Brought to you by VANTIQ
Episode 10
Attracting the Next Generation of Developers
Millennials are now beginning to rule tech companies but they aren’t always easy to attract or retain. Join VANTIQ CMO, Blaine Mathieu, and Stephane Marcon, Technical Director of application developer Infosquare as they discuss effectively utilizing the next generation of application developers.
Chief Marketing +

Product Officer, VANTIQ
Technical Director at infosquare

Blaine: Joining me today is Stephane Marcon, Technical Director and Partner at Infosquare: consulting firm systems integrator and application development firm with offices in Belgium, France, and Canada. Welcome, Stephane!

Stephane: Hello thank you!

Blaine: It’s great to have you here. Now, as you can probably hear, we are actually outside theRAI Exhibition Center in Amsterdam where I’m speaking at the IoT Tech Expo. VANTIQ is exhibiting alongside Infosquare about real-time, event-driven applications. So, it’s great to have you with me today, Stephane. I appreciate your help on the podcast as well as in the exhibition.

Stephane: It’s a fantastic exhibition, very interesting.

Blaine: It has been very interesting and very busy. So, Stephane, tell me about your role in managing and hiring people, which is really the main topic we’re going to be discussing in this podcast.

Stephane: My role at Infosquare is Technical Director which means that I’m overseeing the delivery of projects and solutions that we’re building at Infosquare. This involves managing people, direct management of people or indirect of a group of people and also hiring people, of course, to suit our different projects here.

Blaine: And most of these people are technical, they’re developers, or what are the roles of these people?

Stephane: We have different profiles. A big part of them are industry experts, so people who have an IT background, but still understand the functional side of what they are delivering. There are a lot of newcomers from the new generation. So, people that are just out of the University, the education cycle, let’s say.

Both profiles cohabitate at Infosquare with really senior people and very young people that are also able to join in the different projects we are working on.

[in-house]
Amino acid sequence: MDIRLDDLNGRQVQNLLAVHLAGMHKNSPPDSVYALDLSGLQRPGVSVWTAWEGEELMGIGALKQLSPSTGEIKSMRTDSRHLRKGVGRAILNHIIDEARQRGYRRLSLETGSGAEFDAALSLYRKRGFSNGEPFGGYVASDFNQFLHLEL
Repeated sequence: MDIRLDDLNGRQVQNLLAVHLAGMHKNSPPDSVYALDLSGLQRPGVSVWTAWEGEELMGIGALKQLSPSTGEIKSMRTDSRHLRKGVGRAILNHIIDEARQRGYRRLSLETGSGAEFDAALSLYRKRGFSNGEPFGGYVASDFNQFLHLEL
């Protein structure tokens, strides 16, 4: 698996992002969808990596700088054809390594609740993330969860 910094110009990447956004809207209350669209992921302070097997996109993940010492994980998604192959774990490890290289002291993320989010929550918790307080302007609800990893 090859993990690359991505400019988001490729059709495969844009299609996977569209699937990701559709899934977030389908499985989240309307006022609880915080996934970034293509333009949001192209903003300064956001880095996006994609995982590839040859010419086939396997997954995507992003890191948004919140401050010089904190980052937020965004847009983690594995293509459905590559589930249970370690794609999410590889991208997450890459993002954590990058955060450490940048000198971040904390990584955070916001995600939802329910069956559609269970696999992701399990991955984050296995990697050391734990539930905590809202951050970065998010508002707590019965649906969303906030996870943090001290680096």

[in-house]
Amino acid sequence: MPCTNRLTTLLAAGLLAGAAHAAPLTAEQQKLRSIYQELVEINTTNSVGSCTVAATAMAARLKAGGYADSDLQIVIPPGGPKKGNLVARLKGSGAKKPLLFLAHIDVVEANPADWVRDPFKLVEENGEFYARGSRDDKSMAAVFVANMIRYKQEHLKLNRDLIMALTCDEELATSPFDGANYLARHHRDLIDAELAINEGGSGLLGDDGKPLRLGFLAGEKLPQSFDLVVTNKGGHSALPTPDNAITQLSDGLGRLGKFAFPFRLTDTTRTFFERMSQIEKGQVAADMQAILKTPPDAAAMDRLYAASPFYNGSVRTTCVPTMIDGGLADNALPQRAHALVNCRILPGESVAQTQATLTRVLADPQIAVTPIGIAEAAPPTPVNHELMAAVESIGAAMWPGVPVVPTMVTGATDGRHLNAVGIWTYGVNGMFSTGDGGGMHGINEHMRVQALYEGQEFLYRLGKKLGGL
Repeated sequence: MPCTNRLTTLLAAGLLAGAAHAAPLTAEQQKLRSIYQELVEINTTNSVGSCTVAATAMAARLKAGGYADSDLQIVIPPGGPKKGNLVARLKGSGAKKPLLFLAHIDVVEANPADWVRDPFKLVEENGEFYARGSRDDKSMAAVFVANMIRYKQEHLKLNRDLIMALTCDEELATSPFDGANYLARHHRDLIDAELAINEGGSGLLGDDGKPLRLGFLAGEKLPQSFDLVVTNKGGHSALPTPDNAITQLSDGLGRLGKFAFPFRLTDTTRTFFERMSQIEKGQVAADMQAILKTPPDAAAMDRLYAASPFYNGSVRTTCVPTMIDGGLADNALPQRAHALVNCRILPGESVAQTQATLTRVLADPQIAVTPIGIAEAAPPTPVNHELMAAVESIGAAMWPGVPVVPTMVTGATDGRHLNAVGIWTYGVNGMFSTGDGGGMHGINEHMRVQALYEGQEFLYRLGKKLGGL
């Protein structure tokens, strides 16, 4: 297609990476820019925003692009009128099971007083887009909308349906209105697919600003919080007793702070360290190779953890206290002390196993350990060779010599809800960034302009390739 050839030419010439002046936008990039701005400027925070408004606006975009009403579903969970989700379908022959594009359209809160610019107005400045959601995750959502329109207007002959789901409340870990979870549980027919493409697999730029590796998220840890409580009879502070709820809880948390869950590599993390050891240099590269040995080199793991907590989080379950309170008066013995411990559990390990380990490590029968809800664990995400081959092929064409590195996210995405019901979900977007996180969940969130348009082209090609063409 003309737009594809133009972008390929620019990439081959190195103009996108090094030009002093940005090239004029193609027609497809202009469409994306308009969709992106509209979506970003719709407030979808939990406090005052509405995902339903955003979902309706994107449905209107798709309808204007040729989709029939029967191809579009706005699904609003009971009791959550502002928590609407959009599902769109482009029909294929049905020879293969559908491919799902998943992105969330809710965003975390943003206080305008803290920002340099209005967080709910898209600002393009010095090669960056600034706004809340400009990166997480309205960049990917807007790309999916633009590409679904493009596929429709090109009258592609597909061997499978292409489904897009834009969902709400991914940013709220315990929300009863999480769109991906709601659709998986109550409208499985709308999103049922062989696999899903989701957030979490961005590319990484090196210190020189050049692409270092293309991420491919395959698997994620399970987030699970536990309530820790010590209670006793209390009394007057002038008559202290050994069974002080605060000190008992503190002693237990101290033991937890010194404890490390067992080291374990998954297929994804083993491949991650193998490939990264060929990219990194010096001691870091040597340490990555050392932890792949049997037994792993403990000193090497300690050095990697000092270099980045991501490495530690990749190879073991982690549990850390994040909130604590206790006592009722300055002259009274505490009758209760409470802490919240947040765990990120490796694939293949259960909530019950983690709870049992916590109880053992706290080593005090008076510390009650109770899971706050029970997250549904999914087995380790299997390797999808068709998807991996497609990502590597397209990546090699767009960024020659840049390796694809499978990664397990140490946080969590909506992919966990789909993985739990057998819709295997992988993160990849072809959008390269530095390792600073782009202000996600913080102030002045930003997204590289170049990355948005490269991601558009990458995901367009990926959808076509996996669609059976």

Blaine: Interesting. And I think from our discussion earlier today, it’s that focus on that next generation of employees, especially in technical roles, that I was very interested to be hear some of your thoughts on.

Why don’t you start us off with some of your thoughts on how you can help attract, motivate, and retain that next generation of developer.

Stephane: First, I would say that that’s not only a challenge for Infosquare. That’s a challenge for the entire industry at the moment and different industries, actually.

Millennials, as we call them, or the new generation of people that are out of the fantastic universities, are a focus for a lot of different industries. Hiring people is becoming more and more challenging. Finding the good people, identifying those, and keeping those is also a very big challenge. What is the best way to identify high potential individuals and also keep them on our interesting projects on the long term?

Blaine: Well, given how challenging it can be to find the perfect employees, how or what do you have to do to attract them in the first place? What have you found as effective in attracting these people to Infosquare of all the choices they have?

Stephane: First, we’re liaising with different universities and schools to be able to detect, as soon as possible, high potential – background work that we are doing constantly. Second, the easiest way to attract people is through interesting projects that deliver real, practical value and correctly define and scope value to the customer. New technologies, also. So, identifying good projects that we are able to address with new, interesting, and the best technologies on the market.